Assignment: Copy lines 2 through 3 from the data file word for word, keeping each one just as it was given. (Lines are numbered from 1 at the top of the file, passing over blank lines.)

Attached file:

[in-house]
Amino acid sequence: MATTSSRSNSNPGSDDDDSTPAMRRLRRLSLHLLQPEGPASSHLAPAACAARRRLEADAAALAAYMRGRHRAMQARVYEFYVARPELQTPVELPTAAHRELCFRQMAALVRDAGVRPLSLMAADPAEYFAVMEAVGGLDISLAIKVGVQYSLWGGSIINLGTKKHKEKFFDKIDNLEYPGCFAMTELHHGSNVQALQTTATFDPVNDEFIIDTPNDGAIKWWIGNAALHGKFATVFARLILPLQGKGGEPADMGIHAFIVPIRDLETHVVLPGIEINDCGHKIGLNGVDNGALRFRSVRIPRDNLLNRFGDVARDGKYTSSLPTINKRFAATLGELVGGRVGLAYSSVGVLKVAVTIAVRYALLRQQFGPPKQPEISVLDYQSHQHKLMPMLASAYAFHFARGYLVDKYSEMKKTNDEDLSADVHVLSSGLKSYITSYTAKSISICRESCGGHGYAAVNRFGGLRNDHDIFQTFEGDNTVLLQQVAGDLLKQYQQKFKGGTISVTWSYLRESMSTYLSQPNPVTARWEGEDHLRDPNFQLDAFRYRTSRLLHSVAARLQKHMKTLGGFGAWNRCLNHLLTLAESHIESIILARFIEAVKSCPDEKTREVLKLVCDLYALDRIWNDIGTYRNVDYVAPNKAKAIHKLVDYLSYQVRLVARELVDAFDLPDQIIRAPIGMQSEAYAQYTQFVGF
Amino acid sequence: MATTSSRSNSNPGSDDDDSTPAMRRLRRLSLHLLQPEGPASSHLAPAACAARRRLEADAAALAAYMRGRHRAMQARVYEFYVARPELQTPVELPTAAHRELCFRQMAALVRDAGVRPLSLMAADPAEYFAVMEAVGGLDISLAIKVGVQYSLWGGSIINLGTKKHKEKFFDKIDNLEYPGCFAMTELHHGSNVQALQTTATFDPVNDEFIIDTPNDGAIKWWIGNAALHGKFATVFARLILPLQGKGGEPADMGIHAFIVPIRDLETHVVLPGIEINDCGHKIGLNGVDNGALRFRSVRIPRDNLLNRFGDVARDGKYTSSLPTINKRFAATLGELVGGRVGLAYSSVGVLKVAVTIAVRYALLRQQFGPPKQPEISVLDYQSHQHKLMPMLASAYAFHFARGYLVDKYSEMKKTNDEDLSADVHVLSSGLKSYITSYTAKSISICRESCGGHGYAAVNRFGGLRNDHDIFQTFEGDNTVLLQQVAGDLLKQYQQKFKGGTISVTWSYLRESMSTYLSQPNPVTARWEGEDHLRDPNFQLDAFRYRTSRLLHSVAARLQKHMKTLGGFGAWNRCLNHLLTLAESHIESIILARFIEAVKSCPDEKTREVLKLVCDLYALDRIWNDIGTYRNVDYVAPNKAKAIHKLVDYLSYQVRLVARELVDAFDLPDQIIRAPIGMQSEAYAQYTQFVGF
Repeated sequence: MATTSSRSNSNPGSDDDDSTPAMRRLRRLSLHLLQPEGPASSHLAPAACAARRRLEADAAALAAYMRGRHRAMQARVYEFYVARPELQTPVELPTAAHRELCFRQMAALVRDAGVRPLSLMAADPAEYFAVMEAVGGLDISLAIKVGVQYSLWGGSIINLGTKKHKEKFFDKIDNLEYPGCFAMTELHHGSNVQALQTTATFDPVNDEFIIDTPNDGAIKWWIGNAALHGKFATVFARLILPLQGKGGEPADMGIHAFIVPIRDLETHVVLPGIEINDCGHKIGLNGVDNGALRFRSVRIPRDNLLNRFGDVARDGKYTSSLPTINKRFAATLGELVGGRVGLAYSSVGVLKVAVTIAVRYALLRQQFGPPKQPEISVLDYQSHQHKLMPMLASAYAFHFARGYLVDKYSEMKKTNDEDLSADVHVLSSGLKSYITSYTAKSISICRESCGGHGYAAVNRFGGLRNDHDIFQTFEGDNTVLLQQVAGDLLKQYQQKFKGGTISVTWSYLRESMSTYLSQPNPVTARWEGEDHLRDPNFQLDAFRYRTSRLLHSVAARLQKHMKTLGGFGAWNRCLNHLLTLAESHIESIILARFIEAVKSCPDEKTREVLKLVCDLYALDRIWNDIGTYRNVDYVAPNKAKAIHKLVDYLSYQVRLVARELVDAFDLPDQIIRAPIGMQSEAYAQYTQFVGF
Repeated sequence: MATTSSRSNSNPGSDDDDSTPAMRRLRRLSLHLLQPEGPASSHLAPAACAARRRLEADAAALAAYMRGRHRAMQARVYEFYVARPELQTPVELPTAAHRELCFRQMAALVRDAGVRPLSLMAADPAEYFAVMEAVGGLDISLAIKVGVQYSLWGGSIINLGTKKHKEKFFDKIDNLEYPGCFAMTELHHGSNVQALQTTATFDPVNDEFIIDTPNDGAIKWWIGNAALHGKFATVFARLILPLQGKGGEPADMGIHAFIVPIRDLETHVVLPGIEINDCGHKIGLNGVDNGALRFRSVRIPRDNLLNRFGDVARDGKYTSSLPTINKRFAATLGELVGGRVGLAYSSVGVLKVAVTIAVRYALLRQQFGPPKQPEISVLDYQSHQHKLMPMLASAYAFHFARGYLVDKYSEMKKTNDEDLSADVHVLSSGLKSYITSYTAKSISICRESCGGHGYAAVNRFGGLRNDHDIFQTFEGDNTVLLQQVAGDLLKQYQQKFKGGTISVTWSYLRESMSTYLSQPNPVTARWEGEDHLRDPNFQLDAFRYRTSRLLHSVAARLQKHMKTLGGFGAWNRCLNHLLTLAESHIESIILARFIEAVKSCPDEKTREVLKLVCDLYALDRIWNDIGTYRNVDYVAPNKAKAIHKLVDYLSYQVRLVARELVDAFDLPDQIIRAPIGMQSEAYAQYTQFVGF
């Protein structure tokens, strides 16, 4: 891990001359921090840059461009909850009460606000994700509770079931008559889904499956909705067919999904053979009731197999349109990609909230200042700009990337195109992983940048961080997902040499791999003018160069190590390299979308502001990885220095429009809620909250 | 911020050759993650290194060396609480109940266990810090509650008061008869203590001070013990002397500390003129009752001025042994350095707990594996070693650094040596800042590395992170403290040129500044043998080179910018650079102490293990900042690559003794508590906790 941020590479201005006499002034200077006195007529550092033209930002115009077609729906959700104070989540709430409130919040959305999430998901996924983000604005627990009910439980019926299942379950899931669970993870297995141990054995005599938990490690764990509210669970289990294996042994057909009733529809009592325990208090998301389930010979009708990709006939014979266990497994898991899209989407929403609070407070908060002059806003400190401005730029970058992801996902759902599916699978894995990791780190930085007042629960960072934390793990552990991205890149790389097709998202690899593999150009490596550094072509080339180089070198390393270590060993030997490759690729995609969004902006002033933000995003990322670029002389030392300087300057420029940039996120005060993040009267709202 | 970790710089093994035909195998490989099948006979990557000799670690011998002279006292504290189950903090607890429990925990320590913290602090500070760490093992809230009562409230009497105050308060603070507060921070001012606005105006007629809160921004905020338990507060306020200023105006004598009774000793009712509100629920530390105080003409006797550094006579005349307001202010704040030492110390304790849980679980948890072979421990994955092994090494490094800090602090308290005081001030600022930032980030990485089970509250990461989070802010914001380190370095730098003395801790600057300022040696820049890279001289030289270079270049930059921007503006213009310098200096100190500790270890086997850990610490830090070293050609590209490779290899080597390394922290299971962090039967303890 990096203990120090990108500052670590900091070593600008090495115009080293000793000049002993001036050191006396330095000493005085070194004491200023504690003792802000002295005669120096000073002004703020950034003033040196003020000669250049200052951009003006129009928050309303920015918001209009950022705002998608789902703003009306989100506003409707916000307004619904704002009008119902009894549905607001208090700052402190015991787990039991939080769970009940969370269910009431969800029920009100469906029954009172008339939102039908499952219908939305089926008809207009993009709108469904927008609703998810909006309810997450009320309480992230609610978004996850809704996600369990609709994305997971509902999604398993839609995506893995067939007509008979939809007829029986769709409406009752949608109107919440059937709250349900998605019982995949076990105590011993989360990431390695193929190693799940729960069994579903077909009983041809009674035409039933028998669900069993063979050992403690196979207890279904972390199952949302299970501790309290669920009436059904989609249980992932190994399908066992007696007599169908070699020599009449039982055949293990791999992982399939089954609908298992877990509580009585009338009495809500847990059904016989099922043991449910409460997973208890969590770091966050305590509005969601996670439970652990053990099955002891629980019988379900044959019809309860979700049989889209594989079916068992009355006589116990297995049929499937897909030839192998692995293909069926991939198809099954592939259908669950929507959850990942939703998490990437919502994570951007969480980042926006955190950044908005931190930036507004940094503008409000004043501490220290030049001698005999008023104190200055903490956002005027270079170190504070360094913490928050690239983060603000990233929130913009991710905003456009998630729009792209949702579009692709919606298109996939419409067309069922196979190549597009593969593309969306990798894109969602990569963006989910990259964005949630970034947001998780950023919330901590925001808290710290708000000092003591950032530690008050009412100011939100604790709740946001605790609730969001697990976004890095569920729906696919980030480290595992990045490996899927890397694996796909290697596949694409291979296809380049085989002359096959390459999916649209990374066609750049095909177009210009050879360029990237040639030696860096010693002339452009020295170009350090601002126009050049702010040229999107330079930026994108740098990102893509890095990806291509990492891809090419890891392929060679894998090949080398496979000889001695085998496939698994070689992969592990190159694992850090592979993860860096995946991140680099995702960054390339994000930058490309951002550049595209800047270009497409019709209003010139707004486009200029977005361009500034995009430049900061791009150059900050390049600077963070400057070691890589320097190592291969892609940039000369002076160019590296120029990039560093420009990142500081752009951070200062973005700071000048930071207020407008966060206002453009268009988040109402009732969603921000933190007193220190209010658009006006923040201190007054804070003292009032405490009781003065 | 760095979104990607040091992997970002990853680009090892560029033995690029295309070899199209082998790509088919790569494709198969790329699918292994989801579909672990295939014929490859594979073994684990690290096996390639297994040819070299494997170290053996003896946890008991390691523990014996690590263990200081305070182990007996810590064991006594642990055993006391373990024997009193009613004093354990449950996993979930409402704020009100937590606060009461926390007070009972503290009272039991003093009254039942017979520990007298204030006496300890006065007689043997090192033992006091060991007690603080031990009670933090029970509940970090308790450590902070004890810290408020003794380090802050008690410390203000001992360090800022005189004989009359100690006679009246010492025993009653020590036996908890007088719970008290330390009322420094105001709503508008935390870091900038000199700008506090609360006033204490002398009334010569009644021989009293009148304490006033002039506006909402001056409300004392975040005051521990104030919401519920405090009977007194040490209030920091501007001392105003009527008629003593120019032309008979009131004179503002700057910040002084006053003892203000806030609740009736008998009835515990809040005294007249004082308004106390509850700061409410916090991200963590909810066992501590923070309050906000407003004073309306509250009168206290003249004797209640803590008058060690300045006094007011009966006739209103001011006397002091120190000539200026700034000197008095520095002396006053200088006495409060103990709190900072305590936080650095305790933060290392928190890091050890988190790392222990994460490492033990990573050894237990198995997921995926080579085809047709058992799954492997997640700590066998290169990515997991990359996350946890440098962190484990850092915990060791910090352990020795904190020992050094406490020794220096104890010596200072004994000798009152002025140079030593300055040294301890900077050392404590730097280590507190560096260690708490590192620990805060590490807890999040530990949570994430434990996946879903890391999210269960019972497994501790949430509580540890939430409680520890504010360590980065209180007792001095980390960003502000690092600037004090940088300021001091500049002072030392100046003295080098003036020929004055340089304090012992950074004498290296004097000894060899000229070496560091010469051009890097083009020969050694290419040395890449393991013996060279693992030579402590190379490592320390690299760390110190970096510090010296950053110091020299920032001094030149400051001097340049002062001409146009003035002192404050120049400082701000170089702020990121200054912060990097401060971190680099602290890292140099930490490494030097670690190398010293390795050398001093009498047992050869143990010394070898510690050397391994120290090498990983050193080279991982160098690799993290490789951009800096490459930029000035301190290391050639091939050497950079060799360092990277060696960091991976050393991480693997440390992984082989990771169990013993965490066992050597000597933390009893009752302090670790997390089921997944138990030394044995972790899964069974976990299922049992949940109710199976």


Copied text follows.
Amino acid sequence: MATTSSRSNSNPGSDDDDSTPAMRRLRRLSLHLLQPEGPASSHLAPAACAARRRLEADAAALAAYMRGRHRAMQARVYEFYVARPELQTPVELPTAAHRELCFRQMAALVRDAGVRPLSLMAADPAEYFAVMEAVGGLDISLAIKVGVQYSLWGGSIINLGTKKHKEKFFDKIDNLEYPGCFAMTELHHGSNVQALQTTATFDPVNDEFIIDTPNDGAIKWWIGNAALHGKFATVFARLILPLQGKGGEPADMGIHAFIVPIRDLETHVVLPGIEINDCGHKIGLNGVDNGALRFRSVRIPRDNLLNRFGDVARDGKYTSSLPTINKRFAATLGELVGGRVGLAYSSVGVLKVAVTIAVRYALLRQQFGPPKQPEISVLDYQSHQHKLMPMLASAYAFHFARGYLVDKYSEMKKTNDEDLSADVHVLSSGLKSYITSYTAKSISICRESCGGHGYAAVNRFGGLRNDHDIFQTFEGDNTVLLQQVAGDLLKQYQQKFKGGTISVTWSYLRESMSTYLSQPNPVTARWEGEDHLRDPNFQLDAFRYRTSRLLHSVAARLQKHMKTLGGFGAWNRCLNHLLTLAESHIESIILARFIEAVKSCPDEKTREVLKLVCDLYALDRIWNDIGTYRNVDYVAPNKAKAIHKLVDYLSYQVRLVARELVDAFDLPDQIIRAPIGMQSEAYAQYTQFVGF
Amino acid sequence: MATTSSRSNSNPGSDDDDSTPAMRRLRRLSLHLLQPEGPASSHLAPAACAARRRLEADAAALAAYMRGRHRAMQARVYEFYVARPELQTPVELPTAAHRELCFRQMAALVRDAGVRPLSLMAADPAEYFAVMEAVGGLDISLAIKVGVQYSLWGGSIINLGTKKHKEKFFDKIDNLEYPGCFAMTELHHGSNVQALQTTATFDPVNDEFIIDTPNDGAIKWWIGNAALHGKFATVFARLILPLQGKGGEPADMGIHAFIVPIRDLETHVVLPGIEINDCGHKIGLNGVDNGALRFRSVRIPRDNLLNRFGDVARDGKYTSSLPTINKRFAATLGELVGGRVGLAYSSVGVLKVAVTIAVRYALLRQQFGPPKQPEISVLDYQSHQHKLMPMLASAYAFHFARGYLVDKYSEMKKTNDEDLSADVHVLSSGLKSYITSYTAKSISICRESCGGHGYAAVNRFGGLRNDHDIFQTFEGDNTVLLQQVAGDLLKQYQQKFKGGTISVTWSYLRESMSTYLSQPNPVTARWEGEDHLRDPNFQLDAFRYRTSRLLHSVAARLQKHMKTLGGFGAWNRCLNHLLTLAESHIESIILARFIEAVKSCPDEKTREVLKLVCDLYALDRIWNDIGTYRNVDYVAPNKAKAIHKLVDYLSYQVRLVARELVDAFDLPDQIIRAPIGMQSEAYAQYTQFVGF